and a penny for your thoughts
This was better than reading a straight up history book. Mark Deakins was a fine choice as a narrator since this was straight up history, not much of a story.
That being said, Catherine the great story certainly doesn't need a lot of embellishment. So, all in all I give this 3 stars because while I did listen to the entire book, it was rather boring at times and I did not look forward to listening but thought of it more as something I wanted to check off my bucket list and get done.
I couldn't finish this even though I was reading it for book club. Might have been Ok as paper book because it goes faster. I have friends who say the middle section is fascinating.
Overall, this is a well crafted biography on one of the most interesting characters on European history. Robert Massie sets the stage well, and the story up to the point of Catherine assuming the throne is superb.
The second half, on her reign, is divided into sections on various topics -- her favorites, her wars, her art, etc. -- and this section can be a little hard to follow and occasionally repetitious.
Overall, though, an excellent read.
I was entranced with Catherine's story and learned so much about history. While very long, I enjoyed it very much. Massie helped me understand the time and the people deeply. Deakins told the story beautifully. I will look for more of Massie's work.
Not as good as Peter the Great, but an interesting followup to that book and worth reading.
Catherine's personality was a perfect anchor amid the huge cast of characters - there were times when I would forget the specifics of one person or another, but I always felt like Massie did a great job connecting them all back to Catherine. Similarly, the book was excellent as an audio book because Massie kept everything moving forward at a good pace. Aside from a rather lengthy foray into the topic of the Guillotine, I thought the scale, speed, detail, and language of this book were excellent. Also, there were minimal notes in the text, which is a relief after some annotation-packed biographies I've read.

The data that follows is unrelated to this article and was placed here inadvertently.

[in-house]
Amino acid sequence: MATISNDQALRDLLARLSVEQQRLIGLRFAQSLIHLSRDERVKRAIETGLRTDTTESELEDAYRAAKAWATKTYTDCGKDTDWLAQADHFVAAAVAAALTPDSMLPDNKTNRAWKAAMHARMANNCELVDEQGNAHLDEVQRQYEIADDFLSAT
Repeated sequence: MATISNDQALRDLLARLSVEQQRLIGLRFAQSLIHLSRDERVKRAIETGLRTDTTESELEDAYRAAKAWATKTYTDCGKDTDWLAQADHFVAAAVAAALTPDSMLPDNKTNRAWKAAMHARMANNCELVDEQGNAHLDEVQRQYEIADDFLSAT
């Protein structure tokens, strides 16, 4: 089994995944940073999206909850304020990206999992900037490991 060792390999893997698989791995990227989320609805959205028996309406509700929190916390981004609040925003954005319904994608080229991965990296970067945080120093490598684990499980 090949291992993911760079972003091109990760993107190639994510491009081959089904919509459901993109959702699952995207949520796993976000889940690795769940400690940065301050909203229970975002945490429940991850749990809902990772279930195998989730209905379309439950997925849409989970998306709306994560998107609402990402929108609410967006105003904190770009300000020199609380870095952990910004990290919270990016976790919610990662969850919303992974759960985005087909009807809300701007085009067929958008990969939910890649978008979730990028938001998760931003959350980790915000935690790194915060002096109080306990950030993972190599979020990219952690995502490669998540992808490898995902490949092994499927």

I thought Mark Deakins did an OK job with the characters. I admired a lot of his accents for the various foreign characters, and Diderot's personality in particular came through in the voice acting. However, my major hangup with this book was how silly Deakins' voice for Catherine was. I don't know if it's because he's a man or what, but his version of her could really throw me off.
I loved this biography, and I would definitely read more of Massie's work about Russia. He presents history and facts very clearly and obviously has a lot of respect for Catherine the Great. His portrayal of her was very fair, and I loved hearing about her weaknesses as much as her strengths. Too often, women are assigned some sort of archetype to adhere to, but Massie treated Catherine just as history often treats men - with great scope and attention to her idiosyncrasies and the influences that shaped her.
Amazing how fate would have it that capital become one of the greatest leaders of the Russian aristocracy and the monarchy during many troubled decades in Russia. Story upon story abounds in this book of her and her court, the man she loved, and the men that love her. She did a lot of traveling in Russia, and you can only imagine the difficulties of traveling in that day when there was no modern conveniences to transverse the hundreds and thousands of miles that are needed in order to see Russia and all the cities and provinces that she ruled over. There was recently a movie about her however the movie was only a couple of hours it would take a definite miniseries and a large magnitude to ever amplify all the efforts achievements and affairs that transpired during her reign. This is a story worth reading listening to if you've never studied this subject it will certainly enlighten you as to, there's a lot more going on in Russia than you think.
I would recommend it highly to anyone interested in Catherine the Great. Massie's research is astounding. The book reads like a novel.
He changes his voice according to who he is quoting...male voice, voice with various European accents, etc.
Same as title